Purpose: The purpose of this site is to record observations about mushrooms, help people identify mushrooms they aren’t familiar with, and expand the community around the scientific exploration of mushrooms (mycology). Some have asked what counts as a mushroom. This site takes a very broad view. While the emphasis is on the large fleshy fungi, other fungi such as lichens, rust and molds as well as fungus-like organisms such as slime-molds are all welcome. Ultimately, I hope this site will become a valuable resource for both amateur and professional mycologists. I like to think of it as a living field guide for mushrooms or a collaborative mushroom field journal.
For those new to mycology, there is a huge amount of basic research that still needs to be done. By some estimates less that 5% of the world’s species of fungi are known to science. While things are slightly better for the large fleshy fungi known as mushrooms, it is still a common experience to come across a mushroom that cannot be easily identified in the available books or which doesn’t really fit the definition of any recognized species. This site is intended to address that gap by creating a place for us to talk about and record what we’ve found, as well as connect to the existing literature about mushrooms. Please do not feel intimidated by the scientific bent of the site. Everyone is welcome to dive in and add their own mushroom observations, upload mushroom photos and make comments on other people’s observations.
Image Sharing: This site follows the principles of cooperative sharing pioneered by the Free Software Foundation, further expressed by the Open Source software movement, and expanded to other creative efforts by the Creative Commons. Consequently all images are made available under one of the Creative Commons licenses or are in the public domain. In short this means that when anyone uploads one of their images to the site, they are giving others explicit permission to use those images under certain conditions in perpetuity. This type of permission is very important for basic research. It allows future researchers to freely use these data to expand our understanding of mushrooms. It also significantly increases the likelihood that the data will continue to be available into the distant future.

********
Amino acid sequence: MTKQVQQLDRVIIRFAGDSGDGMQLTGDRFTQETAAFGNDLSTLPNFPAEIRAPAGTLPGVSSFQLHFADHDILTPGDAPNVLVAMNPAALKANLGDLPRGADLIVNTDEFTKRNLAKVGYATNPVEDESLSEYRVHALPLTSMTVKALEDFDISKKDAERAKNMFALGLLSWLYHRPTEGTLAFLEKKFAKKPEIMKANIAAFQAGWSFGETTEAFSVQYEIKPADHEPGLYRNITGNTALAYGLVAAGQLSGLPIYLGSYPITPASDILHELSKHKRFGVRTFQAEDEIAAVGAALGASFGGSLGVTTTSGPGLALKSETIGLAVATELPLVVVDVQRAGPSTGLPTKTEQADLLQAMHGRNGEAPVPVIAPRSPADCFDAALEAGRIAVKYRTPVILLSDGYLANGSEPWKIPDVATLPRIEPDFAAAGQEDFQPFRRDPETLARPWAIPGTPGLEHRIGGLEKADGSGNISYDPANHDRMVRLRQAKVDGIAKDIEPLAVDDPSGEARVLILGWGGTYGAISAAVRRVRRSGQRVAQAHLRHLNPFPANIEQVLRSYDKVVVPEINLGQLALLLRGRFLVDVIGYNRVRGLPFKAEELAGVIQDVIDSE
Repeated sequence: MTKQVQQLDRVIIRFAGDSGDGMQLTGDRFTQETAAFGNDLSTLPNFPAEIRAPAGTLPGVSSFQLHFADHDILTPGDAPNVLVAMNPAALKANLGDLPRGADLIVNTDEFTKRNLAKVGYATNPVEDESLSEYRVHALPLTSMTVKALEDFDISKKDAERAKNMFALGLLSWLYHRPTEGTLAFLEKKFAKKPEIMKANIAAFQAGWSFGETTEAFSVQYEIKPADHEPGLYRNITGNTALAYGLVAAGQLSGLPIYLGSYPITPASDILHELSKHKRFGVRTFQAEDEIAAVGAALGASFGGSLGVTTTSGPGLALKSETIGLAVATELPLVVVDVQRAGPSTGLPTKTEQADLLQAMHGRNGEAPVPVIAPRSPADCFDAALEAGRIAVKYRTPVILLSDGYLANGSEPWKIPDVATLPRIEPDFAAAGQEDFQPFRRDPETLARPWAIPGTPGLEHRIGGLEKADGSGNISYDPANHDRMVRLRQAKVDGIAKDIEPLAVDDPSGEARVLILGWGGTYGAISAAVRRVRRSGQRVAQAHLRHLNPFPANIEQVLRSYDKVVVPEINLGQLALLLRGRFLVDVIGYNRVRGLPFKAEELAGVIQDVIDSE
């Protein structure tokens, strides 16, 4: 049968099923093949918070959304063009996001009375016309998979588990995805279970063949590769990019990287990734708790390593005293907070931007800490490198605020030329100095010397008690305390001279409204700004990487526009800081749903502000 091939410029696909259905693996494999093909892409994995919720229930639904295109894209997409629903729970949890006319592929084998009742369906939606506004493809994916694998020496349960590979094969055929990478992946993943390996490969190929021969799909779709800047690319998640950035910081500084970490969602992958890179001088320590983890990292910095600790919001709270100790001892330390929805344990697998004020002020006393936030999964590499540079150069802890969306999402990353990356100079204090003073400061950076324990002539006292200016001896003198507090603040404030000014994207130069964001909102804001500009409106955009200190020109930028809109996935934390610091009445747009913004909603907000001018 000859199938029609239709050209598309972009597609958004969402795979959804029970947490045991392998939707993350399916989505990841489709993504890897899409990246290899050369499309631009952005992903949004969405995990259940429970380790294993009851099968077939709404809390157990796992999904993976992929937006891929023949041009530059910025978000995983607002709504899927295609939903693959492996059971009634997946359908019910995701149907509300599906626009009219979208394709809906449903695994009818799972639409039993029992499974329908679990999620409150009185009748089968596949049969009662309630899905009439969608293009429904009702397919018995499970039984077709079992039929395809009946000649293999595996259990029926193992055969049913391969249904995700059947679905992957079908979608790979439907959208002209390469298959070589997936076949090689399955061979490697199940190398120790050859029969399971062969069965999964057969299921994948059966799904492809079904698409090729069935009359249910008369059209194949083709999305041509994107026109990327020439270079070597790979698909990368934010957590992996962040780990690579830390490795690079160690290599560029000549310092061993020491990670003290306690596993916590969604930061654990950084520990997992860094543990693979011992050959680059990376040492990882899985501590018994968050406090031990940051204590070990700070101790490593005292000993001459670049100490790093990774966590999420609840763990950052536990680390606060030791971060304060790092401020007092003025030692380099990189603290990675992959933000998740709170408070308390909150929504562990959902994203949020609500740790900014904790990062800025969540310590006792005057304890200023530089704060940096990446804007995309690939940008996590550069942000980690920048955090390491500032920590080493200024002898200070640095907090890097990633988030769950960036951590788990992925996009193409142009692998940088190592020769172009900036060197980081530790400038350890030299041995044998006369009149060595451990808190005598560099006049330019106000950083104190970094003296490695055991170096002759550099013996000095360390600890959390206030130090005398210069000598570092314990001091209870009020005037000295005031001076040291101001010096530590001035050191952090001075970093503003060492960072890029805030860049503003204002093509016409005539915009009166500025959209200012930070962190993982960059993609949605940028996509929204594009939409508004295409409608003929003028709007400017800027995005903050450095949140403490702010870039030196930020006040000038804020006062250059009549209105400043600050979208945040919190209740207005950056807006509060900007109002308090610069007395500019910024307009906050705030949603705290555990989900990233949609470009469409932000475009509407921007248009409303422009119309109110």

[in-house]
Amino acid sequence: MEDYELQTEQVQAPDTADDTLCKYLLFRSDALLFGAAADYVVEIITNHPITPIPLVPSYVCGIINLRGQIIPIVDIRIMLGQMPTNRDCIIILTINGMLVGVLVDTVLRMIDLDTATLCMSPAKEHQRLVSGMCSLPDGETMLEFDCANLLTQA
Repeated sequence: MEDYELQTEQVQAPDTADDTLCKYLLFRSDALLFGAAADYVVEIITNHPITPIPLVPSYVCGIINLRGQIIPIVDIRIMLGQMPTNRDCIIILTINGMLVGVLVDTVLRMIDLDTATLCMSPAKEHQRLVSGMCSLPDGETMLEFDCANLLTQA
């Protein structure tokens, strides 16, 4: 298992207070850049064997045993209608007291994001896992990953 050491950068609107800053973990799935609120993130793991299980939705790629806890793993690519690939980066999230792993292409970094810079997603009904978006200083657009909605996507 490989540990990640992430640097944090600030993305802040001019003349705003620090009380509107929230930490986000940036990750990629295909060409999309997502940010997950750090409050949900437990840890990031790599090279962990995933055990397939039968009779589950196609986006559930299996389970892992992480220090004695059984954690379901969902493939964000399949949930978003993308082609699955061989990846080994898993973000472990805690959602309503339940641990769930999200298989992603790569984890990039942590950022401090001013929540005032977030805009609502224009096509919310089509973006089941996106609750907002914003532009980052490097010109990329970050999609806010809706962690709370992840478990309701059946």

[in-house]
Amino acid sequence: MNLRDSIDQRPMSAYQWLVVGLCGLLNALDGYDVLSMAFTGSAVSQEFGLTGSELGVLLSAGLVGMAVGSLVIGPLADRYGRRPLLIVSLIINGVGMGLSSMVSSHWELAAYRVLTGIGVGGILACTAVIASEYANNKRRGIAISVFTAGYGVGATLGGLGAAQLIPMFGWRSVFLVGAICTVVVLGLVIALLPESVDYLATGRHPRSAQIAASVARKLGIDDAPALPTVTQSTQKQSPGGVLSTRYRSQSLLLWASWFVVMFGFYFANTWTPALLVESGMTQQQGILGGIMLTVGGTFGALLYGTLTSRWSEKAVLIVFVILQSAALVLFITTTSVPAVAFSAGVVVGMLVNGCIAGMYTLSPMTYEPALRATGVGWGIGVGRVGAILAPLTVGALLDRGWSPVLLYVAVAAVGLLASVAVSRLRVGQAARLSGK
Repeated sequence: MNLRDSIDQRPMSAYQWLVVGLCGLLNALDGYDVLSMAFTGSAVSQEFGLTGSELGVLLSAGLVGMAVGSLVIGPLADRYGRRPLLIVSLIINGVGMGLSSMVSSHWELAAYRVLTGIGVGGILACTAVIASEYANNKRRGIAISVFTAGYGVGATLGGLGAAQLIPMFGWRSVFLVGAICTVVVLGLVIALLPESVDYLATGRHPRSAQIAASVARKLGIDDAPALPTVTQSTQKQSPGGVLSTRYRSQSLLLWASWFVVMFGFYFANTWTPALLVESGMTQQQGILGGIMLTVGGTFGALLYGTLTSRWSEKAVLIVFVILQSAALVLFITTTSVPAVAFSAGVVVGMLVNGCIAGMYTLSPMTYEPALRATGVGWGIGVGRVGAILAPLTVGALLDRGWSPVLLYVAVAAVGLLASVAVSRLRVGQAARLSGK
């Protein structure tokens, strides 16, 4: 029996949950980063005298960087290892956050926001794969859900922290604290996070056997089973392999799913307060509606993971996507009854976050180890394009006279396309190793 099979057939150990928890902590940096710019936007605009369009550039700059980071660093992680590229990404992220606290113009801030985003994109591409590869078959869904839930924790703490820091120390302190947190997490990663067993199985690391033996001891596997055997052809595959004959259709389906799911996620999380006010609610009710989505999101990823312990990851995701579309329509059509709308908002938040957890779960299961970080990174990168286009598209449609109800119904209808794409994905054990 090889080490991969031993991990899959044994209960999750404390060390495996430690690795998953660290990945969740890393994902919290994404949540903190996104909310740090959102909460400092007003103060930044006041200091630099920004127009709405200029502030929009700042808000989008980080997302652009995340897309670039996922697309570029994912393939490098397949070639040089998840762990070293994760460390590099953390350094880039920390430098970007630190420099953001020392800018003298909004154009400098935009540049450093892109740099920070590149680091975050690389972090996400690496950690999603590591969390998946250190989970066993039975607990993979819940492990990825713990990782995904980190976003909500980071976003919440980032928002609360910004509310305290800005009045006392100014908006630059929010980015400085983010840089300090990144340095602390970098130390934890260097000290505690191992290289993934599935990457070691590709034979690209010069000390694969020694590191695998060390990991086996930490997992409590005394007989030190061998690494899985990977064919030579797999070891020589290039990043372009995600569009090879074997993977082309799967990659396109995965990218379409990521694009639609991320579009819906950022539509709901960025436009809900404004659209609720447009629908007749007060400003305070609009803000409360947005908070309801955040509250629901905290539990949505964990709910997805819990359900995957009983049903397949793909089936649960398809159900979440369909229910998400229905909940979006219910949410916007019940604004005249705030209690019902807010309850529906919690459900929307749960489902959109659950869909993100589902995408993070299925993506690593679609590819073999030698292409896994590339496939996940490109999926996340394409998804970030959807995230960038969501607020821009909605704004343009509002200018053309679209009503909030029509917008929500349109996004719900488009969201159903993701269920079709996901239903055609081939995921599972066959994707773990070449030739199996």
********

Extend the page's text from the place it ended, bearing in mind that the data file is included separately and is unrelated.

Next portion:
If you upload your own images, this license does not mean you are giving up your copyright or your ability to make money off your images. Depending on which license you choose, you can still require that anyone who wishes to use any of these images for commercial purposes, get in touch with the copyright holder and work out the conditions for that use. The site includes special links on the image pages to help create those relationships.
Source Code: Source code for the site is available at: http://svn.collectivesource.com/mushroom_sightings and is licensed under the Open Source MIT License. Source code contributions are welcome (README). Here’s a list of planned features. All suggestions and comments are welcome. If you would like to contribute, please send mail to nathan at collectivesource.com so we can coordinate our efforts.
Note: The administrators of this site reserve the right to remove any material they deem inappropriate or not in keeping with the purpose of this site.